What would you do to make a little extra money?

A side job, some cash under the table, maybe get a gig online.

How about cut off your hand for insurance money?

That’s what one Slovenian woman did in early 2019, and not to hand over the details early, but it didn’t work.

Most people would be willing to give an arm and a leg for a shot at quick cash, but a couple in Slovenia took it too literally.

The courts averted their end goal of using the injury for a rich insurance payout, but on the other hand, perhaps there is more to the story than it seems.

It’s a cut and dry kind of tale that opens up a conversation about a sad topic.


10 /10 Julija Adlesic

The prime culprit and victim of this case are 22-year old Julija Adlesic from Ljubljana, Slovenia. She and her boyfriend came up with the idea and planned around it for a little over a year before committing to the deed in early 2019.

The plan involved a third party, the boyfriend’s father, and the courts, with various sentences punished all three.

9 /10 Cutting Edge

According to Julija, she cut branches with a circular saw when the “accident” occurred, and her hand was entirely severed at the wrist.

It’s hard not to emphasize this, but even the gnarliest branches of the most untamed tree in a yard shouldn’t need a circular saw to get cut.

Circular saws are power tools meant for home construction and not shaped to be wielded that way.

8 /10 The Pay Out

Shortly before the “accident,” Julija got coverage from several insurance companies for just such the occasion.

Things like bodily demanding, loss of limb, endangerment clauses, all the major benefit packages that a lumberjack would need for an emergency.

The total for payout was almost a million euros, or over $1 million, where the first half would be paid out immediately and the second in installments over the following years.

7 /10 Trip Down Memory Lane

Once the “accident” occurred, Julija’s boyfriend and father rushed her to the hospital, leaving the hand behind. The woman was bleeding from the stump of her arm with no hope of recovery.

Generally, a hand would need to be reattached within six hours to function again before the tissue loss and necrosis were too much.

They planned to leave it behind so the injury was permanent, but police investigating the scene found the hand and brought it back just in time.

6 /10 Hand Through The Bars

After investigating and discovering odd incidents, such as the boyfriend looking up hand prosthetics in the months leading up to the “accident,” the court ruled that the incident was for insurance fraud and issued sentences appropriately.

Julija was given two years in prison while her accomplices had lighter, but still consequential, penalties, and her hand was surgically reattached to partial function.

5 /10 An Accident By Any Other Name

Despite the ruling, Julija insisted it was a real accident, stating no one would cripple themselves for life and that her life was forever hurt by it.

Despite having her hand properly reattached, there are inevitable complications with any such surgery where muscle tissue, nerves, and bones might not line up correctly, and her talent will never truly recover.

If it was all for money, missing out on that payday has put her at risk for the rest of her life.

4 /10 A Big Story

Money may have only been a side objective. It’s possible that the woman was seeking attention and fame for being a victim of a terrible accident.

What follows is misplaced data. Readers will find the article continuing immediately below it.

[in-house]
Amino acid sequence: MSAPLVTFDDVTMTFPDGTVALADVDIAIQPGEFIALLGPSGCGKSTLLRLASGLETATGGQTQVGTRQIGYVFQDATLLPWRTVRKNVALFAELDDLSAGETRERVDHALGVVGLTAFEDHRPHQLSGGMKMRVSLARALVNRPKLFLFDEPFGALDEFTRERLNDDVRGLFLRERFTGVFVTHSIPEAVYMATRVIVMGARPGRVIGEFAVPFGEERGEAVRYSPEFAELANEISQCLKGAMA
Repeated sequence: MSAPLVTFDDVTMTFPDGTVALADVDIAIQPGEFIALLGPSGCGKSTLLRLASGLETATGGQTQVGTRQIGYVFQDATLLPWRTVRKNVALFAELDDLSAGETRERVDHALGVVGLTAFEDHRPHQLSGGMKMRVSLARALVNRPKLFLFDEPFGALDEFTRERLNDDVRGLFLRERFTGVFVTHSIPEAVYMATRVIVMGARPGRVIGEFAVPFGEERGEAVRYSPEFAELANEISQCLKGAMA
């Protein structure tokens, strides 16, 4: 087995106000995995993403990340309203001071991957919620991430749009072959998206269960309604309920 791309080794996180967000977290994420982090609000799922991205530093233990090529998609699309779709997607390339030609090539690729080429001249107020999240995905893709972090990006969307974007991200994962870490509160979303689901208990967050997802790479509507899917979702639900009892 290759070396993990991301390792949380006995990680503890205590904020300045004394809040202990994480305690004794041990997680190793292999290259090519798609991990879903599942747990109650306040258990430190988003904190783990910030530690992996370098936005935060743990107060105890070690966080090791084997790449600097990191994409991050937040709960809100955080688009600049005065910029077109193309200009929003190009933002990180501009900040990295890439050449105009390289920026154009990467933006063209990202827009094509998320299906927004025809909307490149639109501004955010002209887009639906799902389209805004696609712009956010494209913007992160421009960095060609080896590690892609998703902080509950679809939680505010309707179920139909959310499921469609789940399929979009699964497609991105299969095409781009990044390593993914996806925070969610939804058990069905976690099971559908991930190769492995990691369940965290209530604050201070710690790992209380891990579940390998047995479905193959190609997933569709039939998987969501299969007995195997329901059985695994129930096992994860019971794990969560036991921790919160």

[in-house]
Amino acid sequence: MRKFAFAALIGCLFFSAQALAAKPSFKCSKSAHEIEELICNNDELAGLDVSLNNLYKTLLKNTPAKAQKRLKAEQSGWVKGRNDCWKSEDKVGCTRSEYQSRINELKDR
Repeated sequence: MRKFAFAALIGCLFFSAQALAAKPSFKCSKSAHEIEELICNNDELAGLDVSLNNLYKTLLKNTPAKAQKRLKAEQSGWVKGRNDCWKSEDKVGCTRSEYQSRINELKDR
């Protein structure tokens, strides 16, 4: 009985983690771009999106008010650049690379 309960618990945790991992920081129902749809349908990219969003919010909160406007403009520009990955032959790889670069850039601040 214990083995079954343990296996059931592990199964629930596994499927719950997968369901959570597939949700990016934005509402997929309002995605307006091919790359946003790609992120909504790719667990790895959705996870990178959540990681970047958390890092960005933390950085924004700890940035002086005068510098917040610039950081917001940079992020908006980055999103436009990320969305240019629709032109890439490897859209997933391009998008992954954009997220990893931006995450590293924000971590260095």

It is unfortunate that many self-made “accidents” result from someone desperate to be noticed. The story did receive some circulation but was quickly forgotten as it was dealt with and ruled out by the courts.

It’s also possible her boyfriend may have motivated her to do it. He was making plans alongside her the whole time. She never accused him or spoke out about emotional abuse, but it’s the silent cries that ring the loudest.

3 /10 Occam's Razor

There’s also a possibility that she was, indeed, telling the truth and that everything that led up to the incident was a mere coincidence and result of poor thought and planning.

Perhaps she had no better tool to cut branches than a circular saw. It’s made for cutting wood, all the same, and is lighter than a chainsaw and easier to use than a hand saw.

Perhaps the boyfriend was just interested in prosthetics after seeing a documentary about disabled athletes.

The insurance policies were bought out of a young adult’s motivation to enter the world for the first time as a free woman. If it was an accident, then the lesson was learned at a very steep price.

2 /10 Not The First, Or Last

People injuring themselves for money is not a novel thing—especially where insurance is involved.

In 2012, in the USA, the land of premium healthcare at premium prices, a South Carolina man was sentenced to 14 years for convincing an already disabled man to let him cut off his hand with a saw so they could split the insurance money.

The victimized man had agreed to a $5,000 payout for the injury and potentially fatal blood loss. So at least Julija was aiming high.


1 /10 Desperate Times

In an age of sensationalized medical drama and harrowing tales of overcoming adversity making headlines always, people like Julija may feel left out of the loop.

She was an ordinary, healthy young woman with a bright future and a possibly loving boyfriend to share it with. But what good is good health with no money to spend?

There are entire game shows where the premise is to endure humiliation and harm for cash. The whole business models of YouTube and live streaming revolve around it.

Whether she was influenced or thought she was a criminal mastermind without a single clue to catch her, she played her hand and lost the gamble.

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